The 1998 Belfast/Good Friday Agreement contained little direct reference to
public space, partly because the creation of the Parades Commission had
already dealt with one central issue. However, it created a legal and
institutional framework within which local authorities were required to
address the broader question of shared space. This was the background to a
long series of decisions on the flying of flags on official buildings,
culminating in the mass loyalist protests of 2012–13. The same process led
to the negotiated admission of republican and nationalist events to the city
centre, while at the same time the Orange Order found itself struggling to
reclaim the legitimacy it had once enjoyed without question.
The municipal elite of Victorian and Edwardian Belfast, like their
counterparts in other growing cities, sought to cope with the rapidly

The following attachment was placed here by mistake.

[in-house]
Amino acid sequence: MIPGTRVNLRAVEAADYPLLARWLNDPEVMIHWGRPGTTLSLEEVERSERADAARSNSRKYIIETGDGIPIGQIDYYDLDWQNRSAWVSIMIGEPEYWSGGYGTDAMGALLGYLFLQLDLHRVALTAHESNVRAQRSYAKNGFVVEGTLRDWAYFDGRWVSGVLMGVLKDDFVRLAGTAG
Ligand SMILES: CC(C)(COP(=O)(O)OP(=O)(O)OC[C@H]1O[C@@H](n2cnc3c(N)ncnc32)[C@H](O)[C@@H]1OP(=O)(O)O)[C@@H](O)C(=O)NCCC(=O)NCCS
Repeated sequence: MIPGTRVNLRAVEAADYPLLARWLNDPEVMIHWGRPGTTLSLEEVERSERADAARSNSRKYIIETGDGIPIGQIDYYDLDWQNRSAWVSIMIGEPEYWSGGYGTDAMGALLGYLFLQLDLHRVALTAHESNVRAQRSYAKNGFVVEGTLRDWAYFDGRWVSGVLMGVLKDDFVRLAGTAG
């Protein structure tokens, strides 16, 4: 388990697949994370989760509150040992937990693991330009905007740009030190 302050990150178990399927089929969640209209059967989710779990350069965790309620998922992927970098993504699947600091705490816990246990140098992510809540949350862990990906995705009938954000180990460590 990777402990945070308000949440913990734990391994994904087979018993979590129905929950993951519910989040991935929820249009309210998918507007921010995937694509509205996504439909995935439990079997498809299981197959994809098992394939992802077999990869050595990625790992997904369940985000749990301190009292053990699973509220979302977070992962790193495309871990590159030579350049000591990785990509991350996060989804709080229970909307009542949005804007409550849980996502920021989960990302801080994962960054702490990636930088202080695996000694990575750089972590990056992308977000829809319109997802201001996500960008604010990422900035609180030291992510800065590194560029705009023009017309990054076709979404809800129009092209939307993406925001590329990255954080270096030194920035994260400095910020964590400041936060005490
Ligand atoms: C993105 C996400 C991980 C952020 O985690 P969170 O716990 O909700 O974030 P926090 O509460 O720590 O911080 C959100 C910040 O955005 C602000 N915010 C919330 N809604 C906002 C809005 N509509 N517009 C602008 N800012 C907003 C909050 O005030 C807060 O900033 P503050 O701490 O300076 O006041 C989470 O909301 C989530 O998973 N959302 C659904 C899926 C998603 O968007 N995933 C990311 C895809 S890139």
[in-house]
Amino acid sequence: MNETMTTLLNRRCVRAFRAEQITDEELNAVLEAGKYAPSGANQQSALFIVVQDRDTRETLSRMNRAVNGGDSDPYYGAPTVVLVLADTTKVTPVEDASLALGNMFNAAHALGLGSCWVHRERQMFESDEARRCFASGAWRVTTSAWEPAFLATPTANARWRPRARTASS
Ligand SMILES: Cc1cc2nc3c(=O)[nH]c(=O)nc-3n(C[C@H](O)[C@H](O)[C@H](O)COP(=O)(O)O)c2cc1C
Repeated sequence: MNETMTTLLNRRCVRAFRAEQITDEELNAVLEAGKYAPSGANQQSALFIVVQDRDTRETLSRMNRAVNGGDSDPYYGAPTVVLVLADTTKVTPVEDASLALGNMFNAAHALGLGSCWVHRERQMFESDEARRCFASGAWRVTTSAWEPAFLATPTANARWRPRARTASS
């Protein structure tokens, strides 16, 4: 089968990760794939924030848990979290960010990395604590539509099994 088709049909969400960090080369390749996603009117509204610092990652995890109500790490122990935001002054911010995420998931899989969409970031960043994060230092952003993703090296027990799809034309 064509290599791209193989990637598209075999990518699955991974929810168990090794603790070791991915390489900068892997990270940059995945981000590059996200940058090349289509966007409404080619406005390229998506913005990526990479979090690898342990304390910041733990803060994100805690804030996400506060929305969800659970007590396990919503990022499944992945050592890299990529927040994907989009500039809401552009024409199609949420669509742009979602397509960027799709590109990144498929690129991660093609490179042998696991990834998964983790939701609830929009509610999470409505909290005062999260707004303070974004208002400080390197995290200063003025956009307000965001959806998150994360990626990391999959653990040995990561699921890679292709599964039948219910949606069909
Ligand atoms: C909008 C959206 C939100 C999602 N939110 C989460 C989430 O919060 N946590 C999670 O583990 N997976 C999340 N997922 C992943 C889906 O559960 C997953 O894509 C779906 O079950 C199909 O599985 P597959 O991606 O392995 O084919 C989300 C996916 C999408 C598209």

expanding industrial city for which they were responsible by promoting a
sense of civic pride, and by developing a new policy of open but conditional
access to public space. Both strategies were partly undermined, in the case
of Belfast, by a pervasive religious and political sectionalism. Today
policy makers pursue parallel goals, in the context of new ideas of human
rights and the acceptance of diversity. Attempts to promote a shared civic
identity have had some success, but the long-term future remains unclear.
The alternative would be partition, continuing to close off the realisation
in Belfast of the full potential of modern urban living.